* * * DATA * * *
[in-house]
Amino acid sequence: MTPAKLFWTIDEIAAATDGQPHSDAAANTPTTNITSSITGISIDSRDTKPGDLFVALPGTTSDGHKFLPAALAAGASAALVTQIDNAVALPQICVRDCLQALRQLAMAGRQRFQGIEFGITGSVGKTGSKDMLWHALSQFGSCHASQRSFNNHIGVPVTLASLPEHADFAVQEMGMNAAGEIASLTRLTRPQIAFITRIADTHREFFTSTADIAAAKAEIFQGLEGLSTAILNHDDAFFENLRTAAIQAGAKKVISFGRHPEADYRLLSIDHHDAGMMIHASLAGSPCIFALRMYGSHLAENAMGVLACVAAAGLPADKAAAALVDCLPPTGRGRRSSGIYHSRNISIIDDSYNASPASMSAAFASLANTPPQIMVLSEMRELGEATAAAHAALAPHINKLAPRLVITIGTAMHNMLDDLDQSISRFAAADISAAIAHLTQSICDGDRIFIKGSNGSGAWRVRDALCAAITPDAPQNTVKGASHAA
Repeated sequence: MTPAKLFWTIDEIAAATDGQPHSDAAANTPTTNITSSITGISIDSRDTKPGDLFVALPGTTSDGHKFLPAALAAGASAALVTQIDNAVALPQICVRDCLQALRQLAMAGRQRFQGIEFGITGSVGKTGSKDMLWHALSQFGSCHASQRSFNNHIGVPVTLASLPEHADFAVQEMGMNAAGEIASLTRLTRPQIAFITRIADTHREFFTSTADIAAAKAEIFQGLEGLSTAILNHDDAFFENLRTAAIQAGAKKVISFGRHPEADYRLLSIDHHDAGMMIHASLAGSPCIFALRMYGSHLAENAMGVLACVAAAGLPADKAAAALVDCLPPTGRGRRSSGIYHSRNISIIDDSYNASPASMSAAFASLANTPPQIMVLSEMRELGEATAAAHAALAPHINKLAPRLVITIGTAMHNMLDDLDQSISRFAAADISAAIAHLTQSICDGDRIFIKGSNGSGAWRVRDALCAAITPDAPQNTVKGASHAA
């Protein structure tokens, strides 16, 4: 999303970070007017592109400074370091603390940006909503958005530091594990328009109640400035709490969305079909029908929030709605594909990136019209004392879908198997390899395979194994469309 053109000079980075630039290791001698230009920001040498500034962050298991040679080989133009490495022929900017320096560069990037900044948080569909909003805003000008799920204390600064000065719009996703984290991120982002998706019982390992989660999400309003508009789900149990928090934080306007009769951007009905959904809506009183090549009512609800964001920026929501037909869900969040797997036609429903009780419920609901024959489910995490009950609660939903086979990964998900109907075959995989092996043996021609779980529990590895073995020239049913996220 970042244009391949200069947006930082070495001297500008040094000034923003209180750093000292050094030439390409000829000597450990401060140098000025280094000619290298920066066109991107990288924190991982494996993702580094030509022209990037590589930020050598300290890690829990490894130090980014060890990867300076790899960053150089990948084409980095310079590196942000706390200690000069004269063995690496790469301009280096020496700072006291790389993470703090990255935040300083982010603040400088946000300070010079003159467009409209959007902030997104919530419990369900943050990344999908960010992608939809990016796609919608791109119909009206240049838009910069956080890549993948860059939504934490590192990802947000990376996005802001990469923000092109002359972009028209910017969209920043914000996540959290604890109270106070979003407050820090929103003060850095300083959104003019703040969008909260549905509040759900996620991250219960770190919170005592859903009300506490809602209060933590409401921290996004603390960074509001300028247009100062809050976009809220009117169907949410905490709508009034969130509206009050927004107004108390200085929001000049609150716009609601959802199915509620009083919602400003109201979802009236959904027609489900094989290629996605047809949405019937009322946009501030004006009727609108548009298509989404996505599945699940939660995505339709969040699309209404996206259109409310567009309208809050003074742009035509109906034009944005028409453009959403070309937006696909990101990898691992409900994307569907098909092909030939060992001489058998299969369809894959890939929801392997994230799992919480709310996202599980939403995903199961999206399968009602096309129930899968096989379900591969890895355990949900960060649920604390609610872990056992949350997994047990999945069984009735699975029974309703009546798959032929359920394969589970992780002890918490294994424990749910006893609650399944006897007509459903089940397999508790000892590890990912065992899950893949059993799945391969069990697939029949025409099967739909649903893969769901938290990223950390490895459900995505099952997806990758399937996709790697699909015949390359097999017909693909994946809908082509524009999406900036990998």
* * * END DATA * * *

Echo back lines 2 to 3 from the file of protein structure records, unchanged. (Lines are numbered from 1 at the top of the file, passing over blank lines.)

Amino acid sequence: MTPAKLFWTIDEIAAATDGQPHSDAAANTPTTNITSSITGISIDSRDTKPGDLFVALPGTTSDGHKFLPAALAAGASAALVTQIDNAVALPQICVRDCLQALRQLAMAGRQRFQGIEFGITGSVGKTGSKDMLWHALSQFGSCHASQRSFNNHIGVPVTLASLPEHADFAVQEMGMNAAGEIASLTRLTRPQIAFITRIADTHREFFTSTADIAAAKAEIFQGLEGLSTAILNHDDAFFENLRTAAIQAGAKKVISFGRHPEADYRLLSIDHHDAGMMIHASLAGSPCIFALRMYGSHLAENAMGVLACVAAAGLPADKAAAALVDCLPPTGRGRRSSGIYHSRNISIIDDSYNASPASMSAAFASLANTPPQIMVLSEMRELGEATAAAHAALAPHINKLAPRLVITIGTAMHNMLDDLDQSISRFAAADISAAIAHLTQSICDGDRIFIKGSNGSGAWRVRDALCAAITPDAPQNTVKGASHAA
Repeated sequence: MTPAKLFWTIDEIAAATDGQPHSDAAANTPTTNITSSITGISIDSRDTKPGDLFVALPGTTSDGHKFLPAALAAGASAALVTQIDNAVALPQICVRDCLQALRQLAMAGRQRFQGIEFGITGSVGKTGSKDMLWHALSQFGSCHASQRSFNNHIGVPVTLASLPEHADFAVQEMGMNAAGEIASLTRLTRPQIAFITRIADTHREFFTSTADIAAAKAEIFQGLEGLSTAILNHDDAFFENLRTAAIQAGAKKVISFGRHPEADYRLLSIDHHDAGMMIHASLAGSPCIFALRMYGSHLAENAMGVLACVAAAGLPADKAAAALVDCLPPTGRGRRSSGIYHSRNISIIDDSYNASPASMSAAFASLANTPPQIMVLSEMRELGEATAAAHAALAPHINKLAPRLVITIGTAMHNMLDDLDQSISRFAAADISAAIAHLTQSICDGDRIFIKGSNGSGAWRVRDALCAAITPDAPQNTVKGASHAA